Diverticular disease

What is diverticular disease?

Diverticular disease or diverticulosis is a common condition where there are small outpouchings or bubbles in the large bowel. This condition affects around 1/3 of people over 45. Low fibre intake is postulated to be the main risk factor which predisposes to constipation leading to excess straining and then increased intraluminal pressure which may lead to outpouchings in the bowel at areas of muscle weakness.


What are the symptoms of diverticulosis?

Most people with diverticulosis are asymptomatic. Some may have symptoms such as cramps, bloating, constipation or diarrhoea. These symptoms can mimic other conditions so it is important to seek medical advice.

How is diverticular disease diagnosed?

Diverticular disease can be detected on imaging with a CT scan and is routinely seen on colonoscopy as an incidental finding.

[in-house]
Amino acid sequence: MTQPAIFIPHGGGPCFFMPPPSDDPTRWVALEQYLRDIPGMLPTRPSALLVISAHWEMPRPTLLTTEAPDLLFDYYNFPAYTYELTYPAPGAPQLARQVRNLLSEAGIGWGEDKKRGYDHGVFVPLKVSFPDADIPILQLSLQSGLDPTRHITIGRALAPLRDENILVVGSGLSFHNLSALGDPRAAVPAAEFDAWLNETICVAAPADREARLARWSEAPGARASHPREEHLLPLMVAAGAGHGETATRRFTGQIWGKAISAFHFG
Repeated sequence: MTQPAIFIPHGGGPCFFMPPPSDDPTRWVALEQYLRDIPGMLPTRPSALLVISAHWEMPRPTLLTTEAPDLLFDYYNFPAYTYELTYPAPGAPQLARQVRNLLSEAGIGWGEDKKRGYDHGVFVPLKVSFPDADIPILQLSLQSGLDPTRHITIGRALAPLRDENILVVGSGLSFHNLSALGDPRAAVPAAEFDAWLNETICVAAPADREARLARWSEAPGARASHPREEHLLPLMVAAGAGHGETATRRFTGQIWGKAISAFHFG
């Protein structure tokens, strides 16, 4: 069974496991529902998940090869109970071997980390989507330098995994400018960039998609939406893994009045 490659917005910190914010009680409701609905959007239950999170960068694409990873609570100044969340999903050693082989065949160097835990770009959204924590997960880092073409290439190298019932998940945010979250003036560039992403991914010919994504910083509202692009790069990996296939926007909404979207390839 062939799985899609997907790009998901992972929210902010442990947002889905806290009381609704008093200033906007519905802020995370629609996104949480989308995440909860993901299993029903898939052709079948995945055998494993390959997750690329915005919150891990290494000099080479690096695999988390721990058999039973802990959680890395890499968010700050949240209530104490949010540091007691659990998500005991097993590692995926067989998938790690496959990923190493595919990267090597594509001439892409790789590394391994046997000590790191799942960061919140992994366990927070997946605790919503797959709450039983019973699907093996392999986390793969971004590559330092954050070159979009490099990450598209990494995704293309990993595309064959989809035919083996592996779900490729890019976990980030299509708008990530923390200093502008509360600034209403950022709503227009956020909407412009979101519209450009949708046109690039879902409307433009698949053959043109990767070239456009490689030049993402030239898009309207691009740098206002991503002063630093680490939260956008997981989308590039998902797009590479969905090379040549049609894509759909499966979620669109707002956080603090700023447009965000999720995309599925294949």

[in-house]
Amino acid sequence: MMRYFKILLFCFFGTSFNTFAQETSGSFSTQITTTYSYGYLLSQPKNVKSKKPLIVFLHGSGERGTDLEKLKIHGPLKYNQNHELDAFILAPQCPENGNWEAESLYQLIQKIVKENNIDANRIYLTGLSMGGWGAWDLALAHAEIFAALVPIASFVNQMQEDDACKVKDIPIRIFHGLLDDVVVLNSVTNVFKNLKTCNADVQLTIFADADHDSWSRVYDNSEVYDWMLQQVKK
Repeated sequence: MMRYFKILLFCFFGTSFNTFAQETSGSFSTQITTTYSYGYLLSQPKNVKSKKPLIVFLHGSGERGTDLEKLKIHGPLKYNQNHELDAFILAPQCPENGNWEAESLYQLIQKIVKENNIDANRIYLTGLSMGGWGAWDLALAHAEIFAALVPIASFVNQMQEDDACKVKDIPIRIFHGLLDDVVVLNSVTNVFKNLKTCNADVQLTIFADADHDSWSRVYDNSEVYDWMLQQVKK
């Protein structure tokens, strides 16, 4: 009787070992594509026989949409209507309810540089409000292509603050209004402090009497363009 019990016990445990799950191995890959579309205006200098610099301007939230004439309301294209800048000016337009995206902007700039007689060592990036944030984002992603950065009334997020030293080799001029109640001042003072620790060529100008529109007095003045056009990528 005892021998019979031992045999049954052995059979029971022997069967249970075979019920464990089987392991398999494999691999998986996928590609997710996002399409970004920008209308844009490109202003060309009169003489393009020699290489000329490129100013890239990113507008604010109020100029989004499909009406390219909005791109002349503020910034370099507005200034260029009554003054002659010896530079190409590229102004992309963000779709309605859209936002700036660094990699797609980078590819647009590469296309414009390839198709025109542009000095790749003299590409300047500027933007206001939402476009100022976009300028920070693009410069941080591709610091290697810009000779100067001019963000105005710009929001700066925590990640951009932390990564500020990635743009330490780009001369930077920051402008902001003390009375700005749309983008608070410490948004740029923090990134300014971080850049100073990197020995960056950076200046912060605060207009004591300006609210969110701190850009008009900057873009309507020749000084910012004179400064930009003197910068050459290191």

What are the complications of diverticular disease?

The complications of diverticular disease include infection and bleeding. Diverticulitis occurs when the outpouching becomes blocked, leading to abdominal pain and fever. This can be diagnosed with a CT scan and treated with antibiotics. If left untreated an abscess can develop outside the bowel requiring surgical intervention. Repeat attacks of diverticulitis or severe diverticular disease can cause a narrowing or stricture to form. Low grade inflammation can also occur at the site of diverticular disease and mimic ulcerative colitis. Diverticular bleeding can occur and will usually settle spontaneously. Rarely surgical intervention or embolisation is required.

What are the treatment options for diverticular disease

Once diverticula form they will remain. Most patients are asymptomatic. Treatment involves weight loss and increased fibre. Rarely, if complications occur, surgery is required.